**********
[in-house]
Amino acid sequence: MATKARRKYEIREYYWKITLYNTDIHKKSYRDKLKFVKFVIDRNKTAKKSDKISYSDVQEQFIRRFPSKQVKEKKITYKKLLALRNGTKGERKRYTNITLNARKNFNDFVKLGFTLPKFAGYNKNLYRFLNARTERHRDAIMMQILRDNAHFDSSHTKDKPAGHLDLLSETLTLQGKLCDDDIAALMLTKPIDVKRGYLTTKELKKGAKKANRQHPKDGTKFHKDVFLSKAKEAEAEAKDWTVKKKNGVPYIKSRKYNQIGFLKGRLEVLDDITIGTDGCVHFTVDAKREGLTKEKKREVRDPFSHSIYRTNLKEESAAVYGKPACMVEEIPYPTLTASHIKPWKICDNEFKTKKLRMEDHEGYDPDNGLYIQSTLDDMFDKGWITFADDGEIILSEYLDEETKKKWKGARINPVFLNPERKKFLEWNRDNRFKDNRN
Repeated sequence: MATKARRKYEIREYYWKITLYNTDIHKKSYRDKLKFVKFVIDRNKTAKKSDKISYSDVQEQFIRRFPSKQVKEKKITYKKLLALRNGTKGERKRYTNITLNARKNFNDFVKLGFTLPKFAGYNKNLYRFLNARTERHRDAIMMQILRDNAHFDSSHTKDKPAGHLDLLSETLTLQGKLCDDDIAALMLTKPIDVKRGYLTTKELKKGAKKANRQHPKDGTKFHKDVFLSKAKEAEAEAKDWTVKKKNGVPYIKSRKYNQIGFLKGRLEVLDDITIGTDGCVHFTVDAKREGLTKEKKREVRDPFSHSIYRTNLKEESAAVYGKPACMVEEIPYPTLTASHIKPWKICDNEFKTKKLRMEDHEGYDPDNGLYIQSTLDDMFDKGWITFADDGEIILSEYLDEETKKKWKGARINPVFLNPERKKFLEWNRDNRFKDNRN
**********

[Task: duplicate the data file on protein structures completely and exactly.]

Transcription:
[in-house]
Amino acid sequence: MATKARRKYEIREYYWKITLYNTDIHKKSYRDKLKFVKFVIDRNKTAKKSDKISYSDVQEQFIRRFPSKQVKEKKITYKKLLALRNGTKGERKRYTNITLNARKNFNDFVKLGFTLPKFAGYNKNLYRFLNARTERHRDAIMMQILRDNAHFDSSHTKDKPAGHLDLLSETLTLQGKLCDDDIAALMLTKPIDVKRGYLTTKELKKGAKKANRQHPKDGTKFHKDVFLSKAKEAEAEAKDWTVKKKNGVPYIKSRKYNQIGFLKGRLEVLDDITIGTDGCVHFTVDAKREGLTKEKKREVRDPFSHSIYRTNLKEESAAVYGKPACMVEEIPYPTLTASHIKPWKICDNEFKTKKLRMEDHEGYDPDNGLYIQSTLDDMFDKGWITFADDGEIILSEYLDEETKKKWKGARINPVFLNPERKKFLEWNRDNRFKDNRN
Repeated sequence: MATKARRKYEIREYYWKITLYNTDIHKKSYRDKLKFVKFVIDRNKTAKKSDKISYSDVQEQFIRRFPSKQVKEKKITYKKLLALRNGTKGERKRYTNITLNARKNFNDFVKLGFTLPKFAGYNKNLYRFLNARTERHRDAIMMQILRDNAHFDSSHTKDKPAGHLDLLSETLTLQGKLCDDDIAALMLTKPIDVKRGYLTTKELKKGAKKANRQHPKDGTKFHKDVFLSKAKEAEAEAKDWTVKKKNGVPYIKSRKYNQIGFLKGRLEVLDDITIGTDGCVHFTVDAKREGLTKEKKREVRDPFSHSIYRTNLKEESAAVYGKPACMVEEIPYPTLTASHIKPWKICDNEFKTKKLRMEDHEGYDPDNGLYIQSTLDDMFDKGWITFADDGEIILSEYLDEETKKKWKGARINPVFLNPERKKFLEWNRDNRFKDNRN